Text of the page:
Monday, September 28, 2009

Te Amo

I walked the streets in my precious free hours, absorbing the architecture, the fountains, the art. I wanted that someone special to share it with. Like the last time. Eating paella and drinking sangria in the Mediterranean sunshine.

It was not going to happen like that so I walked by myself, purposefully, camera in hand. It was the small one, not a giant touristy one like the rest of the people. But I'm sure I still stood out.

I heard him talking. Assumed he was on the phone. Until he said "excuse me".

I turned. He asked if I was a tourist. I told him I was on business. His English was as bad as my Spanish. He asked if he could walk with me. Its a free city. How could I refuse?

My Spanish is terrible, but not without some understanding. He was Catalan. A chef in Barcelona. Lived near the the Museo Picasso. 28. Alberto. He introduced himself like a typical Spaniard. Two kisses; one on either side of my cheeks.

I stopped to chat at a streetside cafe. Drank bottled water while he drank coffee. When we ran out of our mutual stores of English and Spanish, I reminded him that I had to return to my friends at my hotel.

His English was perfect. "Kiss me." I shook my head no. He pouted. It didn't work. He didn't realize I had two children. I'm used to ignoring a pout aimed at getting something I'm not intent on giving.

I thanked him for the conversation. He leaned to kiss me. I gave him my cheek.

He pouted again. I thought he said "Manana." Then I realized he said, "Te amo."

I shook my head and laughed. "You don't love me."

I waved, and turned away.


Respectfully submitted,

The Wife

Join the Club

I kept my camera in my purse, resisting the urge to take photographic evidence. After all, everyone else was acting like it was no big deal.

But let’s face it. It’s the jet. Well, one of several. It’s a big deal.

I stepped inside behind the big cheeses. I was clearly the little cheese. But I was still getting onto a private plane to go across the ocean. Leather seats, wood grains, full service everything. No crappy overhead announcements, personal explanation of all safety features from a lovely young woman.

But after a while, the leather seats are just seats, and the only thing different about in flight entertainment is that I got to pick it from the little DVD library, rather than having some monkey in a corporate office pick the month’s entertainment.

Until I got to the bathroom.

First, I wasn’t even sure I was in the bathroom. It was 3 times bigger than a normal bathroom on a plane. And rather than being death gray plastic, the walls were covered in fine wood grain and mirrors. I couldn’t see a toilet. Just a sink in granite and some toiletries that hinted at bathroom-like activities. And a lovely leather bench seat. Maybe there was a second door.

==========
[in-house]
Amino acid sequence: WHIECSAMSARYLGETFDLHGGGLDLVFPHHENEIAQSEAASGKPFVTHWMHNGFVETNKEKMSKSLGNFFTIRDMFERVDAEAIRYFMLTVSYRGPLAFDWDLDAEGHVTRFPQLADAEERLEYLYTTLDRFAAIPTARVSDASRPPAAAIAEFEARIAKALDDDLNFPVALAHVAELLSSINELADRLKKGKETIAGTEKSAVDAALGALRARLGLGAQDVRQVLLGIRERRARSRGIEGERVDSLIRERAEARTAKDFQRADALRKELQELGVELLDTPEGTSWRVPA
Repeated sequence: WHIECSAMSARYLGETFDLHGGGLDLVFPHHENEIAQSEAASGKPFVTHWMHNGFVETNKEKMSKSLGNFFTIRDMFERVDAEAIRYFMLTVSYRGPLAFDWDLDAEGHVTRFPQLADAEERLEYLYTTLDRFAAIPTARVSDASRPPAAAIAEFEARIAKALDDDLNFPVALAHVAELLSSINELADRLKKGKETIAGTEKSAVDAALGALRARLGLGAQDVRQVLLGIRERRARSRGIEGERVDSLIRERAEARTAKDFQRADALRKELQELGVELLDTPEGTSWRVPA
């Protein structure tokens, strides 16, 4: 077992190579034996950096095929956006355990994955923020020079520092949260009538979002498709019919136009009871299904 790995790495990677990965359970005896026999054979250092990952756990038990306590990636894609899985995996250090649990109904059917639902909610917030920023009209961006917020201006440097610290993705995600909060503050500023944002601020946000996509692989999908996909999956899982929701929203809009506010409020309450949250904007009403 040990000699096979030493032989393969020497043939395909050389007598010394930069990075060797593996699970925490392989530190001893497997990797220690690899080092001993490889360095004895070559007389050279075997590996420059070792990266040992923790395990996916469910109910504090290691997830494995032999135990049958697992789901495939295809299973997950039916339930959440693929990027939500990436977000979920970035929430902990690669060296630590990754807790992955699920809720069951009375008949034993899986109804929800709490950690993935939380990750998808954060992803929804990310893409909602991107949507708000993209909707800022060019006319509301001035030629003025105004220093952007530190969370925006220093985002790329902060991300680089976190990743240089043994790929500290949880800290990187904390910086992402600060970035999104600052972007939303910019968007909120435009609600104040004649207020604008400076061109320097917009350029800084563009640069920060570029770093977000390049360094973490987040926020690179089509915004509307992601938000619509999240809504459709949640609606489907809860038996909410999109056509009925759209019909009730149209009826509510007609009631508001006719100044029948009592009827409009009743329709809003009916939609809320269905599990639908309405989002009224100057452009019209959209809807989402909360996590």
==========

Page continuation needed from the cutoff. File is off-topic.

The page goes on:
I started opening drawers and doors . . . found all kinds of amenities and goodies. Anything a world-weary executive could need to make themselves appear fresh and lovely.

As I stood there looking for the toilet, I realized this was more than just a bathroom. This was the kind of room you had airplane sex in. Like the world headquarters for the Mile-High Club. Mirrors everywhere. Perfect lighting (now that I mention it, I did look ravishing). Room for arms and legs and more than one pair each. Padded leather bench. Plenty of maneuvering space. Plenty of toiletries to freshen up after the deed. Like it never happened.

And then I realized I was traveling on a corporate jet with executives I had no interest in engaging in anything other than small talk. It was at that moment that I found the toilet hidden beneath the leather bench. Just a toilet. Oh, to be sure, the toilet paper was hidden away in a nice little wood grain holder, and stuff. But functional, nonetheless; no romance at all.

I washed my hands in the gold-trimmed sink, and studied my face in the mirror. The lighting really was outstanding. And I made myself a promise.

If I ever join the Mile High Club, it’s going to be on a private jet. And I’m blogging it.

Unless reading about old people having sex in airplanes grosses you out.

Respectfully submitted,

The Wife

Sunday, September 27, 2009

Down for the Count

“Preference on your therapist?” she asked. “Male or female?”

“No preference,” I said, forgetting to mention that I needed a strong hand, which usually meant male. But I’m not one to discriminate against women with man hands.

“Then you’ll be with Igor today.” She said it like “Eee-gor,” and it made me think of some wicked little hunchbacked troll they kept in the dungeon. But the man who greeted me was an average-sized older gentleman, with a lean, athletic build, and a full head of snow white hair, dressed all in black.

“Mrs. Chako,” he said, in a deep, melodic voice with a heavy Russian/eastern European accent. Except it sounded like “Meeesus Chaako”. Picture Dracula saying it.